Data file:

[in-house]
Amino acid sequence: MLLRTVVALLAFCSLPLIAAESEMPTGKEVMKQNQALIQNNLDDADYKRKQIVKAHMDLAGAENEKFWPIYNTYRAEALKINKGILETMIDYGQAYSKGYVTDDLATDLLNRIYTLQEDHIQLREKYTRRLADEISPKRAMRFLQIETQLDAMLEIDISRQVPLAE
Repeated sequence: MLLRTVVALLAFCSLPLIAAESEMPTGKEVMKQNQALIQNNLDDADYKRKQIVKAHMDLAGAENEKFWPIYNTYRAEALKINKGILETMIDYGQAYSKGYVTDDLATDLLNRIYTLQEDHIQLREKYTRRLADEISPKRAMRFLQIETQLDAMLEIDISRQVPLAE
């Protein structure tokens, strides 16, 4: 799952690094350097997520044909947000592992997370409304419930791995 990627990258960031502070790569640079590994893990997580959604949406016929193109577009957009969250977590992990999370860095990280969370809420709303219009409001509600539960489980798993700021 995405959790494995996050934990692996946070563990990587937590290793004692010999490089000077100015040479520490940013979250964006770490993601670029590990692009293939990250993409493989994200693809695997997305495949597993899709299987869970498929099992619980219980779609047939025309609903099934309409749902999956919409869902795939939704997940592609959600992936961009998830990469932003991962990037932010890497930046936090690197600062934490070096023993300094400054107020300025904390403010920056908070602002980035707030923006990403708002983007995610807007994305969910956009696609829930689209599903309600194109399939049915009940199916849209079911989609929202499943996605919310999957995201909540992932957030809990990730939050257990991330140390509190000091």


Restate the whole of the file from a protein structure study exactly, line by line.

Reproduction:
[in-house]
Amino acid sequence: MLLRTVVALLAFCSLPLIAAESEMPTGKEVMKQNQALIQNNLDDADYKRKQIVKAHMDLAGAENEKFWPIYNTYRAEALKINKGILETMIDYGQAYSKGYVTDDLATDLLNRIYTLQEDHIQLREKYTRRLADEISPKRAMRFLQIETQLDAMLEIDISRQVPLAE
Repeated sequence: MLLRTVVALLAFCSLPLIAAESEMPTGKEVMKQNQALIQNNLDDADYKRKQIVKAHMDLAGAENEKFWPIYNTYRAEALKINKGILETMIDYGQAYSKGYVTDDLATDLLNRIYTLQEDHIQLREKYTRRLADEISPKRAMRFLQIETQLDAMLEIDISRQVPLAE
């Protein structure tokens, strides 16, 4: 799952690094350097997520044909947000592992997370409304419930791995 990627990258960031502070790569640079590994893990997580959604949406016929193109577009957009969250977590992990999370860095990280969370809420709303219009409001509600539960489980798993700021 995405959790494995996050934990692996946070563990990587937590290793004692010999490089000077100015040479520490940013979250964006770490993601670029590990692009293939990250993409493989994200693809695997997305495949597993899709299987869970498929099992619980219980779609047939025309609903099934309409749902999956919409869902795939939704997940592609959600992936961009998830990469932003991962990037932010890497930046936090690197600062934490070096023993300094400054107020300025904390403010920056908070602002980035707030923006990403708002983007995610807007994305969910956009696609829930689209599903309600194109399939049915009940199916849209079911989609929202499943996605919310999957995201909540992932957030809990990730939050257990991330140390509190000091």